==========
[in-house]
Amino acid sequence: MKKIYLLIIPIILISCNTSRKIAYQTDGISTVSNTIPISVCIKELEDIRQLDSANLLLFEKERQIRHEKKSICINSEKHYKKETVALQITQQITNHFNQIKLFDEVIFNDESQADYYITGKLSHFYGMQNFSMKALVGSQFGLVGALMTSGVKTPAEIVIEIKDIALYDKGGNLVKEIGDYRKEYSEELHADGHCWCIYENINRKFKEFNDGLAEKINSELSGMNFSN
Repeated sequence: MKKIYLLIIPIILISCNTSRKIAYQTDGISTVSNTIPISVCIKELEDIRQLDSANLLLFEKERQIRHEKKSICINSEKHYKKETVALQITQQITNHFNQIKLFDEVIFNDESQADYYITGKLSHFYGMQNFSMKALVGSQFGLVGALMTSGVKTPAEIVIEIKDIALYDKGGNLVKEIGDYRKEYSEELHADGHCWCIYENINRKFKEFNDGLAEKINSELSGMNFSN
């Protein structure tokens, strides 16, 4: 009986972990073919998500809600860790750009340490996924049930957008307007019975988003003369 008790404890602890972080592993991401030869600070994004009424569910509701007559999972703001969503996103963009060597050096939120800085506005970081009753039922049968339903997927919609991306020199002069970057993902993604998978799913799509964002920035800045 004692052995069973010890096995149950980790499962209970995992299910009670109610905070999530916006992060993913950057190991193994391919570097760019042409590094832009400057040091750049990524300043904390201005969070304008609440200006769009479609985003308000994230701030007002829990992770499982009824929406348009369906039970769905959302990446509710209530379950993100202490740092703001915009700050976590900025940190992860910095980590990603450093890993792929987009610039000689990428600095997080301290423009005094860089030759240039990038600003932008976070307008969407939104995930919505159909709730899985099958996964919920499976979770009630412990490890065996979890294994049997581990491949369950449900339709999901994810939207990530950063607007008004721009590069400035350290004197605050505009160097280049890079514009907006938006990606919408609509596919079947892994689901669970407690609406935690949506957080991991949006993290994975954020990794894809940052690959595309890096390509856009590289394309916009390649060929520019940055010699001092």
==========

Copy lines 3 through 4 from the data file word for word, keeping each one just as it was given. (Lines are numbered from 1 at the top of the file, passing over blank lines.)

Repeated sequence: MKKIYLLIIPIILISCNTSRKIAYQTDGISTVSNTIPISVCIKELEDIRQLDSANLLLFEKERQIRHEKKSICINSEKHYKKETVALQITQQITNHFNQIKLFDEVIFNDESQADYYITGKLSHFYGMQNFSMKALVGSQFGLVGALMTSGVKTPAEIVIEIKDIALYDKGGNLVKEIGDYRKEYSEELHADGHCWCIYENINRKFKEFNDGLAEKINSELSGMNFSN
């Protein structure tokens, strides 16, 4: 009986972990073919998500809600860790750009340490996924049930957008307007019975988003003369 008790404890602890972080592993991401030869600070994004009424569910509701007559999972703001969503996103963009060597050096939120800085506005970081009753039922049968339903997927919609991306020199002069970057993902993604998978799913799509964002920035800045 004692052995069973010890096995149950980790499962209970995992299910009670109610905070999530916006992060993913950057190991193994391919570097760019042409590094832009400057040091750049990524300043904390201005969070304008609440200006769009479609985003308000994230701030007002829990992770499982009824929406348009369906039970769905959302990446509710209530379950993100202490740092703001915009700050976590900025940190992860910095980590990603450093890993792929987009610039000689990428600095997080301290423009005094860089030759240039990038600003932008976070307008969407939104995930919505159909709730899985099958996964919920499976979770009630412990490890065996979890294994049997581990491949369950449900339709999901994810939207990530950063607007008004721009590069400035350290004197605050505009160097280049890079514009907006938006990606919408609509596919079947892994689901669970407690609406935690949506957080991991949006993290994975954020990794894809940052690959595309890096390509856009590289394309916009390649060929520019940055010699001092």